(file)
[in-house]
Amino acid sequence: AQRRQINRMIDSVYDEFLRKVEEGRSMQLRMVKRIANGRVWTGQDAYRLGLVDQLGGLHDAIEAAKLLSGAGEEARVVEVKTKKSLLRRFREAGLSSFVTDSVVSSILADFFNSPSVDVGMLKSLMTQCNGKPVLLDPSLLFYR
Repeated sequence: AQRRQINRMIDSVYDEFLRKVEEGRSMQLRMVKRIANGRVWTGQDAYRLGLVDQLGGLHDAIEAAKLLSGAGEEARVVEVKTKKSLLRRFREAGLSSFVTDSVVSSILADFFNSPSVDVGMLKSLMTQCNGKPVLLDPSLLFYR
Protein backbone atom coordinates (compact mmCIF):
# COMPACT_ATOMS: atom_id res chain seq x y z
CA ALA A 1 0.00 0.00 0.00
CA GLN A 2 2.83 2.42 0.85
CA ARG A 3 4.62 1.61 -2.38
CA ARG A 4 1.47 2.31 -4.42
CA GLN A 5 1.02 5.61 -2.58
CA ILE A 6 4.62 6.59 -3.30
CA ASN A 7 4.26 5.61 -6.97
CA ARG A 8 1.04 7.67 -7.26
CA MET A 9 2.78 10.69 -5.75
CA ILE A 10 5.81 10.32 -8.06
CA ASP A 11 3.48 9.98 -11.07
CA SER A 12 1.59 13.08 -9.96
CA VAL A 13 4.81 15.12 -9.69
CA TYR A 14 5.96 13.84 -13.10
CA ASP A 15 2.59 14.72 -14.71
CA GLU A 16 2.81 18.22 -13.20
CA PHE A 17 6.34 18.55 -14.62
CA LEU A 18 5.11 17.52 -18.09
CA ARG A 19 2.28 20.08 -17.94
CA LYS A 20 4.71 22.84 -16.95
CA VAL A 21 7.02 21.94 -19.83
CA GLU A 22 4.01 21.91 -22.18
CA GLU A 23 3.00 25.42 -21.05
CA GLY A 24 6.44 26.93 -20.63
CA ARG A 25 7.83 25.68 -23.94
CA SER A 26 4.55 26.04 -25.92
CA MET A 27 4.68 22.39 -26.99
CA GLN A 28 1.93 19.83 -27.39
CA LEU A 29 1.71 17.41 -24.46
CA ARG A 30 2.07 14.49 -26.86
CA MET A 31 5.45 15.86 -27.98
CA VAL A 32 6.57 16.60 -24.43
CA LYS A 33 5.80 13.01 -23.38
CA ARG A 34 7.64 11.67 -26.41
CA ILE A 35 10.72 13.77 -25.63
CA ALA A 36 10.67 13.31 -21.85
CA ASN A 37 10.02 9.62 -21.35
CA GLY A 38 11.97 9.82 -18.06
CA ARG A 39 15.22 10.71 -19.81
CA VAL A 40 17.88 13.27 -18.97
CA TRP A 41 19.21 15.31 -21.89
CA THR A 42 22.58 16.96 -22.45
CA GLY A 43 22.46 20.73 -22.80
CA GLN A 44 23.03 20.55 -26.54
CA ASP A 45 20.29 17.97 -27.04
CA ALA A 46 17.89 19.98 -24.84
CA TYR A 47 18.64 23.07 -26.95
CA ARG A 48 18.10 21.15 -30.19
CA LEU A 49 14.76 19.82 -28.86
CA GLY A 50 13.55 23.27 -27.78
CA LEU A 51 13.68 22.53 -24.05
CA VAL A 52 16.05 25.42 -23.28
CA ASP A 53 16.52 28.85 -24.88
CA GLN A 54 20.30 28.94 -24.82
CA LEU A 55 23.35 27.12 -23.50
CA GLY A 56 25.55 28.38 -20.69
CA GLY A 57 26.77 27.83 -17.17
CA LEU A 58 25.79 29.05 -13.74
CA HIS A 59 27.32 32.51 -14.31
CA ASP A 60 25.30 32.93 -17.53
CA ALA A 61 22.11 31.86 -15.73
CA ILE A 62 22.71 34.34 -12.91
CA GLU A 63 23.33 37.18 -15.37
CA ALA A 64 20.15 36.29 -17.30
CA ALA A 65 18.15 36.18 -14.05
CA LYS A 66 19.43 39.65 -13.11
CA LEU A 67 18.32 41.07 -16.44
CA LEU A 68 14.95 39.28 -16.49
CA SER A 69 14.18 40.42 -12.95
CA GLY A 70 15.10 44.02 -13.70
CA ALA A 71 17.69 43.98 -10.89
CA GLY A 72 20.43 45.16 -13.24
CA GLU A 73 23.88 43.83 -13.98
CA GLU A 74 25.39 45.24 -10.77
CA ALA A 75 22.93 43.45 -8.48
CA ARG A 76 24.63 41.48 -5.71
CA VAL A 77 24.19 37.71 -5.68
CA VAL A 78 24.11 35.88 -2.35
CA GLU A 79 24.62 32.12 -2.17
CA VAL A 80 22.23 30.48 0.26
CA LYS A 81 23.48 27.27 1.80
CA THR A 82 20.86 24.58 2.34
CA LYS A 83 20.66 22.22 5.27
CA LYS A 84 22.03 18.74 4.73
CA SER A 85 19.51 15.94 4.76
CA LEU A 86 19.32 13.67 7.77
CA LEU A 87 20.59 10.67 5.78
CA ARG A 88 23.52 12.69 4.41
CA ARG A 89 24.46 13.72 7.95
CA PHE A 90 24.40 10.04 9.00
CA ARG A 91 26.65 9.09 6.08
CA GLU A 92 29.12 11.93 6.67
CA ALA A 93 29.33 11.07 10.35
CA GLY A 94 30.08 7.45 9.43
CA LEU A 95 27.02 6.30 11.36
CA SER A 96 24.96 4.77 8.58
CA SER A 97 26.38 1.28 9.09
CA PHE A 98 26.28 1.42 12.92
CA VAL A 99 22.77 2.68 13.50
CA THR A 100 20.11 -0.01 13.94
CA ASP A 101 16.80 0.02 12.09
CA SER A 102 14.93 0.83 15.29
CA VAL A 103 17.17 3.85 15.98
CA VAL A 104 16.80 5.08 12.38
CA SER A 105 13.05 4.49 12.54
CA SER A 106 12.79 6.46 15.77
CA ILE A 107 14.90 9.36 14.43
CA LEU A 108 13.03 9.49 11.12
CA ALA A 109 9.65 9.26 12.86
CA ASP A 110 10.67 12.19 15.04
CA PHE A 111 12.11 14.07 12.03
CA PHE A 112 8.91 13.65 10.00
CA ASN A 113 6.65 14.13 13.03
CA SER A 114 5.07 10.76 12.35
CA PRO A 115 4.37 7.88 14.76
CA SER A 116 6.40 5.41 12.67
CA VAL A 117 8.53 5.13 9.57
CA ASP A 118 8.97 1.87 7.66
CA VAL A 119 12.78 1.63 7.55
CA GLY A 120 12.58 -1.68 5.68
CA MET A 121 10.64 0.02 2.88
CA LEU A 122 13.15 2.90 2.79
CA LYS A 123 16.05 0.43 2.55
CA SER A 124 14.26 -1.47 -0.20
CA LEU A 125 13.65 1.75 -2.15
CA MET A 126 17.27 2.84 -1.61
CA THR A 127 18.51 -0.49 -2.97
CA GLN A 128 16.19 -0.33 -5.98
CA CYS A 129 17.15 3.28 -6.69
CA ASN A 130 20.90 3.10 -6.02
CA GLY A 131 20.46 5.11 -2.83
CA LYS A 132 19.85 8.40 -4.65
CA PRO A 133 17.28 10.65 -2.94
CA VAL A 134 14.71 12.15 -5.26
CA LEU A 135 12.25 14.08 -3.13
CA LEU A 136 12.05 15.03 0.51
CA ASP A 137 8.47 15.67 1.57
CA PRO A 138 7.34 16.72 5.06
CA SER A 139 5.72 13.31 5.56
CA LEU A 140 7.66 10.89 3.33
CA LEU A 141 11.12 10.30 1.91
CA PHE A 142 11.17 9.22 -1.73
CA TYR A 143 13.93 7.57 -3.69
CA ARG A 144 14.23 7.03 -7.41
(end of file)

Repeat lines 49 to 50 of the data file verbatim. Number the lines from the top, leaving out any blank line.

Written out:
CA GLN A 44 23.03 20.55 -26.54
CA ASP A 45 20.29 17.97 -27.04